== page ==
It wasn't hard to tell when he delivered the performance that made the point for the scene, but it was often very hard to realize, to notice, how well he had done it. And that's something in some cases we didn't know until we had printed the film and saw it on a giant screen. Because he's so subtle that there are scenes in the movie, and we couldn't see this on video, on AVID. There are scenes where the insides of his eyelids and the capillaries of his cheeks go flushed red with blood. There are scenes where his eyes water up, and you couldn't tell on video because it was so subtle. He's a pretty amazing actor, and a scene like that, that lip-stick scene, I'm glad that you noticed it. It's the kind of thing that he makes look really easy, and it's really not. He's all alone with the camera.
What were some other moments like that?
Another scene where that happened was before that sequence where he's in the car with Tris. And he's kind of whistling along with the radio and then Tris comes behind him and starts kissing on his neck, trying to seduce him. You can really see it there, because it's one of the few places where it was appropriate to hold on him in one shot for a minute or something like that, and you can see the performance unedited. He's just so emotionally available, and he expresses it so well.
Right before that scene you frame Nick in the background bisected by Tris's leg in the foreground as if Tris is Mrs. Robinson from The Graduate. I can picture the Tris character growing up to be Mrs. Robinson.
[Laughs] Yes. It was a visual reference to that and it was a little bit of a way to have fun with the scene and pay homage to an amazing director (Mike Nichols).
In the next installment of this interview with Peter Sollett, we will learn about how to direct an orgasm. And in a less pleasurable vein, we will discover the secrets of how to direct vomiting-gingerly.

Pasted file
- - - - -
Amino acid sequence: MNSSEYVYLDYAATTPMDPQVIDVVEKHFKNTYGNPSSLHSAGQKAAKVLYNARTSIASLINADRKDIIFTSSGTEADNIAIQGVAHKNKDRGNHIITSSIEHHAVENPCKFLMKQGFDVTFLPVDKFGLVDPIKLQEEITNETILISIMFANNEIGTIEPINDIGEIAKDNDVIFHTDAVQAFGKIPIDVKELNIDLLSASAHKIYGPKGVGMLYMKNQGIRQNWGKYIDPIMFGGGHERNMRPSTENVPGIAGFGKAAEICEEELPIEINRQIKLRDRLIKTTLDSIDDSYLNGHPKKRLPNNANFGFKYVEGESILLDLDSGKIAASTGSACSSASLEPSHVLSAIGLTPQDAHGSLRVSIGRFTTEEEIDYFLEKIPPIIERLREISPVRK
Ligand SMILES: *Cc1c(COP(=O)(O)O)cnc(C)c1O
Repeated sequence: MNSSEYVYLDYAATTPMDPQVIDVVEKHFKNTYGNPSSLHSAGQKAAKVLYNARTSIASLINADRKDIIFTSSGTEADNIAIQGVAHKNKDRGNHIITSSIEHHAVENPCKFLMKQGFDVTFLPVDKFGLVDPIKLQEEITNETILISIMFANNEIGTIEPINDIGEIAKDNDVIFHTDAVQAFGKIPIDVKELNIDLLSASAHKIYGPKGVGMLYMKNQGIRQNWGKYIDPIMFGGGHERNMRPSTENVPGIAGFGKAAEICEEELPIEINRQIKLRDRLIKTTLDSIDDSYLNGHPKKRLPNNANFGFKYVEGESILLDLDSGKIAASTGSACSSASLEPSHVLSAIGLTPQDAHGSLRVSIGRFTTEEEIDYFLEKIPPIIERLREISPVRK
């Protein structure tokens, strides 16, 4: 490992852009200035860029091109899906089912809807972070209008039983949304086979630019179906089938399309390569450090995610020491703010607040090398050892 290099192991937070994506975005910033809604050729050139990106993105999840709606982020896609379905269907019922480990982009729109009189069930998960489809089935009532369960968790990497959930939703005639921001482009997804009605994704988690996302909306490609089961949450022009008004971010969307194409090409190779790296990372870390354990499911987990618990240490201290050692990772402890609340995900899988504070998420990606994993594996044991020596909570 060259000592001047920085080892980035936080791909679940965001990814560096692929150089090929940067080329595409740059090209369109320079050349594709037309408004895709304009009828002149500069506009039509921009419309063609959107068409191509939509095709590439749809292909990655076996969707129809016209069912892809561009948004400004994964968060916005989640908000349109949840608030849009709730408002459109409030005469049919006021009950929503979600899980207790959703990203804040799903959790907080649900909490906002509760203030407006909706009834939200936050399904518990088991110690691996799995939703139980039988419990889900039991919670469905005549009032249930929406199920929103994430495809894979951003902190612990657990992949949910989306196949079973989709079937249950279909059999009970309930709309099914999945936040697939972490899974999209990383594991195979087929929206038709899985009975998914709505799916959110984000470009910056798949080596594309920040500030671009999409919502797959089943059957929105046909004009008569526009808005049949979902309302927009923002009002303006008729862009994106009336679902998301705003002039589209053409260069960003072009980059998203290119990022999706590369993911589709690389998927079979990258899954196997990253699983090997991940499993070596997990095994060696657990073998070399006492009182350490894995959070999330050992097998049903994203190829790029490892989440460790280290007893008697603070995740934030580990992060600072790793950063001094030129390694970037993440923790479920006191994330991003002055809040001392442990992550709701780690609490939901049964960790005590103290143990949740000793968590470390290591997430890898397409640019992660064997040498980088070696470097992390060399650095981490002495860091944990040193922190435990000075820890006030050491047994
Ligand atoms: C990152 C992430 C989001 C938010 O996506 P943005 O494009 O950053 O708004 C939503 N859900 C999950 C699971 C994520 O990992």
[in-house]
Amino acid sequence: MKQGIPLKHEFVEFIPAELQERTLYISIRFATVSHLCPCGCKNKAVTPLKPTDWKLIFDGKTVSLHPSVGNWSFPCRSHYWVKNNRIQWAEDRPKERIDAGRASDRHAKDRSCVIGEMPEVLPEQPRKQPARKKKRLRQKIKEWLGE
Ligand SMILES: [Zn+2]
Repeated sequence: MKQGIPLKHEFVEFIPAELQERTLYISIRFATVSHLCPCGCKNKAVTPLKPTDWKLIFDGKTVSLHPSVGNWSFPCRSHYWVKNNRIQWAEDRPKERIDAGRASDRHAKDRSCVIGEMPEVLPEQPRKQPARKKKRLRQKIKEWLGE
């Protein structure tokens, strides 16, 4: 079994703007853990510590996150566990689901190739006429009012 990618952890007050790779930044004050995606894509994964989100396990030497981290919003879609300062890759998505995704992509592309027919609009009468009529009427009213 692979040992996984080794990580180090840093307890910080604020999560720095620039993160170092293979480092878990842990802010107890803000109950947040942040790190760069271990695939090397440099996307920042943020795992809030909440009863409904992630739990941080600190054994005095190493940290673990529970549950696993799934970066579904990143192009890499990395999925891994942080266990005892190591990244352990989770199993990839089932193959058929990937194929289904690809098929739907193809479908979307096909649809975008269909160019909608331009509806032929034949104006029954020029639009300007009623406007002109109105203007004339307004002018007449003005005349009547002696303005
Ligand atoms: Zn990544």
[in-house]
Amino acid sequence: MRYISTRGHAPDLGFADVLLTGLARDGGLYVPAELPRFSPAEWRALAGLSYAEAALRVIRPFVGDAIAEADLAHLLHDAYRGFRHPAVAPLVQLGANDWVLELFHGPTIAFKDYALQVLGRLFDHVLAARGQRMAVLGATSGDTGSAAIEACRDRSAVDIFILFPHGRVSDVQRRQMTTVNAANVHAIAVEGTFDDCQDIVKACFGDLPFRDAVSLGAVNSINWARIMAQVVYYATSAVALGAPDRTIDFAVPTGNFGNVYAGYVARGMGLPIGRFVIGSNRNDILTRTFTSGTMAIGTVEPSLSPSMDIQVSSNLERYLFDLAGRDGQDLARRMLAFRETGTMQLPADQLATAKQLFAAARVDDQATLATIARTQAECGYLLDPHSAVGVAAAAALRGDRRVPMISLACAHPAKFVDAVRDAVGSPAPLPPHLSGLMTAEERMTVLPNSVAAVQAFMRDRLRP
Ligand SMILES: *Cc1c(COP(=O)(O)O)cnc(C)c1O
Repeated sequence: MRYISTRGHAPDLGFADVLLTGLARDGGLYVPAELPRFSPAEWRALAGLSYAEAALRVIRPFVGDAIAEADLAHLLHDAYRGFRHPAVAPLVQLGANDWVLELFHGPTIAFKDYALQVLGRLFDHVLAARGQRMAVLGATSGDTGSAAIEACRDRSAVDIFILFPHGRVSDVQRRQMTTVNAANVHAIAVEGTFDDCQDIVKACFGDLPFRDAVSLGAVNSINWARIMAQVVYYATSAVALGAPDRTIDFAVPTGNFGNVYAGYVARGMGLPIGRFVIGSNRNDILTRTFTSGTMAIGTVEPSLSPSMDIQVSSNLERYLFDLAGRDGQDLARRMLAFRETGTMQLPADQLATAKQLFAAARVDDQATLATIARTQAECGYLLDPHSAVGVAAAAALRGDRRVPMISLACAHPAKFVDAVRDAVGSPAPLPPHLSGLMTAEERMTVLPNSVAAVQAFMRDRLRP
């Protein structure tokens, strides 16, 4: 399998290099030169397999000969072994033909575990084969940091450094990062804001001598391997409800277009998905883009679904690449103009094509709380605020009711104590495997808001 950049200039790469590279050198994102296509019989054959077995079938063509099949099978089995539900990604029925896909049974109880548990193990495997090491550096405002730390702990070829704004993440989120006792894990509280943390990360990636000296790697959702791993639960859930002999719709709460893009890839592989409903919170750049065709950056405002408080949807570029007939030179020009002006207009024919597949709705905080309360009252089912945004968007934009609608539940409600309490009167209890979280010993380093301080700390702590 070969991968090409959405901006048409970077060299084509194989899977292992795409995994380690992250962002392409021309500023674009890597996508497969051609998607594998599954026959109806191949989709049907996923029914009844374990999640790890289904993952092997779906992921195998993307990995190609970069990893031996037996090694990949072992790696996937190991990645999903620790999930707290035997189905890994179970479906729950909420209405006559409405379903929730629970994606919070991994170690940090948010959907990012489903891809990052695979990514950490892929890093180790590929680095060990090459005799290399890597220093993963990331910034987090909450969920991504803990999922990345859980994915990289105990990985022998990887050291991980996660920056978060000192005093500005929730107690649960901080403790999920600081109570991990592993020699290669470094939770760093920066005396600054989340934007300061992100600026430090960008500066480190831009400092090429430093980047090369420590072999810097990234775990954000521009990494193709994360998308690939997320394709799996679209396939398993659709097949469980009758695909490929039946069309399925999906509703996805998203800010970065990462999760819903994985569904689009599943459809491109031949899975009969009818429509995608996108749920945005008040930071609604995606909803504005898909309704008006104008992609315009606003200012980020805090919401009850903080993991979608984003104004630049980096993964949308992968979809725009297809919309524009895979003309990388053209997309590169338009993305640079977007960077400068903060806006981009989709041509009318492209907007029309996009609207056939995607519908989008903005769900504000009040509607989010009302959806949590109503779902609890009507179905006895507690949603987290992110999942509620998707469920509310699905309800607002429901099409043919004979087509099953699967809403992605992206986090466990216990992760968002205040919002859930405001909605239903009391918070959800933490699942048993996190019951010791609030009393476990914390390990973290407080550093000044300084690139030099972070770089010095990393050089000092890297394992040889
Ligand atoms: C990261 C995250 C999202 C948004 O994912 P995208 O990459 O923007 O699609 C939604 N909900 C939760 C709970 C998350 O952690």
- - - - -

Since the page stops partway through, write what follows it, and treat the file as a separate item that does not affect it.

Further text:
END TRACK 1
For Track 2, click here.

Sunday, October 12, 2008

The Night Is a Friend

THE EXILES
(Kent Mackenzie, US, 1961, 72 mins.)


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Bunker Hill was then a blighted residential locality of decayed
Victorian mansions, sometimes featured in the writings of
Raymond Chandler, John Fante and Charles Bukowski.

-- Milestone press release

Better than any other movie, [The Exiles] proves that there was
once a city here, before they tore it down and built a simulacrum.
-- Thom Andersen, Los Angeles Plays Itself

***** ***** ***** ***** ***** ***** ***** ***** *****

As a title, The Exiles works in ways British expat and USC film grad Kent Mackenzie (1930-80) can't possibly have intended. On the one hand, his cinema verite feature follows the lives of Native Americans stranded in the city in the 1950s (Mackenzie initiated the project in 1957). Clearly, these former reservation dwellers are exiles, but the movie itself became an exile until Thom Andersen featured it-and dozens of other forgotten efforts-in his monumental documentary Los Angeles Plays Itself.

Now Ross Lipman of the UCLA Film & Television Archive has preserved it (the Northwest Film Forum is screening a new 35mm print), and Milestone is hand-
ling theatrical and DVD distribution, just as they did with Charles Burnett's Killer
of Sheep
, another beneficiary of Andersen's attentions. Like Killer and Burnett's
follow-up, My Brother's Wedding, both of which didn't premiere until 2007, this year marks the official debut of The Exiles, which is being presented by Burnett and
local author Sherman Alexie (The Absolutely True Diary of a Part-Time Indian).

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Tommy on the make
As a drum beats in the background, the picture begins with Native portraits by photographer Edward S. Curtis. Then a narrator presents a brief history of the Rez before Curtis's images give way to static close-ups of the main players: Yvonne Williams, Homer Nish, Tommy Reynolds, Rico Rodriguez, Clifford Ray Sam, Cly-
dean Parker, and Mary Donahue (all of whom portray versions of themselves).
Chanting begins as the opening credits unspool. Rock & rollers the Revels provide the rest of the diegetic soundtrack. (According to the press notes, Quentin Tarantino reclaimed the unused "Comanche" for "Bruce Willis's samurai scene" in Pulp Fiction.)
From shots of the city, including Bunker Hill's fabled Angels Flight tramway, Mackenzie narrows in on a public market, where Yvonne (an Apache) shops